Reclaiming the Right to the City
In this report edited by Ian Klaus and Samuel Kling, a diverse set of experts examine the question of rights in, and to, the city in a wide and exciting array of geographies and contexts.
Introduced by the French sociologist Henri Lefebvre in 1968, the concept of the right to the city has been the subject of a diverse set of treatments and interpretations from academics, activists, and policymakers in recent years. The intellectual history of the right to the city is at times direct—a radical protest movement in the heart of the city focused on political and economic inequality—and at times meandering: a gesturing, stylish flaneur sauntering through the cityscape.
But COVID-19 and its associated crises offer the opportunity for clarity or new perspectives on the right to the city, thanks to the crises’ disorienting effects on the meanings and uses of urban space. City dwellers everywhere have experienced the pandemic in particularly spatial terms: it has altered where they go and how they travel, freighted certain places with danger, and targeted some neighborhoods over others. Overnight, outdoor spaces became critical public health infrastructure; bars and restaurants became disease vectors. The pandemic’s effects on work cleaved residents according to their ability to forgo the spatial ritual of the commute, with white-collar workers tending to stay home and most blue-collar and low-wage workers having to endure work on-site. The geography of the pandemic has exploited existing structures of inequality, with disease and death most widespread in neighborhoods with higher concentrations of poverty, overcrowded housing, and marginalized groups.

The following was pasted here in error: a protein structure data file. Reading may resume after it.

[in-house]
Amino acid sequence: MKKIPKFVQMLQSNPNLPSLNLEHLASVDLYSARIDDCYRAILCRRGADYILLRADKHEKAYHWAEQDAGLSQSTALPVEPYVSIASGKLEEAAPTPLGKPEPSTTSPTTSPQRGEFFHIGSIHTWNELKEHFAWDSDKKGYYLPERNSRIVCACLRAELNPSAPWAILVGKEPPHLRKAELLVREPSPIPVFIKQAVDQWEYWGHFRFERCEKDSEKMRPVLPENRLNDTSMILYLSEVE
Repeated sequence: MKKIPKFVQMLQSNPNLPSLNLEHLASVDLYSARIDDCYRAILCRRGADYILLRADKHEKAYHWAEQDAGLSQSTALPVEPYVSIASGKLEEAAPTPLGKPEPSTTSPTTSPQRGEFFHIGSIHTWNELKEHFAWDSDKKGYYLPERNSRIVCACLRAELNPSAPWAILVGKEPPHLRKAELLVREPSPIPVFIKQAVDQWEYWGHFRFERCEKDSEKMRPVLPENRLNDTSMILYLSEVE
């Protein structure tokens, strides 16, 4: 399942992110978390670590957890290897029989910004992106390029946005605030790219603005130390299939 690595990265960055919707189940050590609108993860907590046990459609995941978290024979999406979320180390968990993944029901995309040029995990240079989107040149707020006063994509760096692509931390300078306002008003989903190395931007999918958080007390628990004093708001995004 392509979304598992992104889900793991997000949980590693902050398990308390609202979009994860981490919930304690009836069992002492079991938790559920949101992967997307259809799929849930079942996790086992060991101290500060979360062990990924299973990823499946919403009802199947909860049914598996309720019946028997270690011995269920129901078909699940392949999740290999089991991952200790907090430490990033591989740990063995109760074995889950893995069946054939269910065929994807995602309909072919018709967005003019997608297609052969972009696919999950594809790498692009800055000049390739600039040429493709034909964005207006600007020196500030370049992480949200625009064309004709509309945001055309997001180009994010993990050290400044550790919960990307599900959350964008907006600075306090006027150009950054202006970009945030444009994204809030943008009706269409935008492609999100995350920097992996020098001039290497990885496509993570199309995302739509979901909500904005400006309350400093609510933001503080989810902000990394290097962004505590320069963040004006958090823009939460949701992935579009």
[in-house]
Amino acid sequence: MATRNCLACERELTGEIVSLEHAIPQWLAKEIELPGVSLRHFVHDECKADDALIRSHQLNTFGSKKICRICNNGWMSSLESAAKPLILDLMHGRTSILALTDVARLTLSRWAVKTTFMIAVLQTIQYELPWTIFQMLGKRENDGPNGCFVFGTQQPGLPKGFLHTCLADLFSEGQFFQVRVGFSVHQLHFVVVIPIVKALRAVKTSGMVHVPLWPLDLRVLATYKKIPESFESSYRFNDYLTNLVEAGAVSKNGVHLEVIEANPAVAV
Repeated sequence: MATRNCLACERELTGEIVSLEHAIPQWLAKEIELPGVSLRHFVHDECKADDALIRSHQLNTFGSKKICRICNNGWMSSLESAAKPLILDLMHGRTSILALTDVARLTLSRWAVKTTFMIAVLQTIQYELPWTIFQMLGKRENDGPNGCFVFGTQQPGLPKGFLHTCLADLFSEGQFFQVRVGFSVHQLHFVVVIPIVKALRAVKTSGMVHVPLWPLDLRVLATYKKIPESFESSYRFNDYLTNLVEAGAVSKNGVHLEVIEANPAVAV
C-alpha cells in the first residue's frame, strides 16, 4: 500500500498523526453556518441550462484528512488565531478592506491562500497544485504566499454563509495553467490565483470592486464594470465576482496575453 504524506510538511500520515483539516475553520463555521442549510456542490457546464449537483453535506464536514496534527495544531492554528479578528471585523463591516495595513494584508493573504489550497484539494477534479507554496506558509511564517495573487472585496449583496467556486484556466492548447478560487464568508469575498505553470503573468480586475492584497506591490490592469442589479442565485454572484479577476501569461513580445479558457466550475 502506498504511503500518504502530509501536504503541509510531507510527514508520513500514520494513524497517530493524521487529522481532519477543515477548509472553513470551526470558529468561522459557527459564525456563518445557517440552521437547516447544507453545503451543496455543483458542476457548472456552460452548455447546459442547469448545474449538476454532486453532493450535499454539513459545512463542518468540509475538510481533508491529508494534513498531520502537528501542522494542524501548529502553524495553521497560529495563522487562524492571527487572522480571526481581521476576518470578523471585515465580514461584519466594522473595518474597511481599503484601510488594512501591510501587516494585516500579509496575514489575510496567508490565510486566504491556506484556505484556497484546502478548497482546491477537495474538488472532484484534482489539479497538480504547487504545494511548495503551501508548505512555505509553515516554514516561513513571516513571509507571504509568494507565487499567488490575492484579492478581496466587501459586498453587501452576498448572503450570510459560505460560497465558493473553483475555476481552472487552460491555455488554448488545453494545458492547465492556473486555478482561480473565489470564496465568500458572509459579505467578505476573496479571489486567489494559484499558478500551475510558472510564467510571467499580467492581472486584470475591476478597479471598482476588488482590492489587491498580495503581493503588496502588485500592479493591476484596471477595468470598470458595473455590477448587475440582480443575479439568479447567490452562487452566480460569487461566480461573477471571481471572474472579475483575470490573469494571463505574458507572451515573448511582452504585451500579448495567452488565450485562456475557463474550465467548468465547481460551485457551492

The essays in this collection explore these issues in Chicago and the wider world, from China and South Africa to Latin America. The collection’s first section, “Space, Place, and Inequality,” addresses these questions on an urban scale, each focusing on an element of urban life. The collection’s second section, “Local, National, and Global Intersections,” further broadens the lens to interrogate the relationship among cities and nation states and regions, and to explore global trends in development, trade, and governance.
Together, these essays offer perspectives from academics, activists, and policy professionals and public servants with the intention of generating interdisciplinary and international discussions. They highlight powerful inequities and contradictions in city life and also offer policy solutions.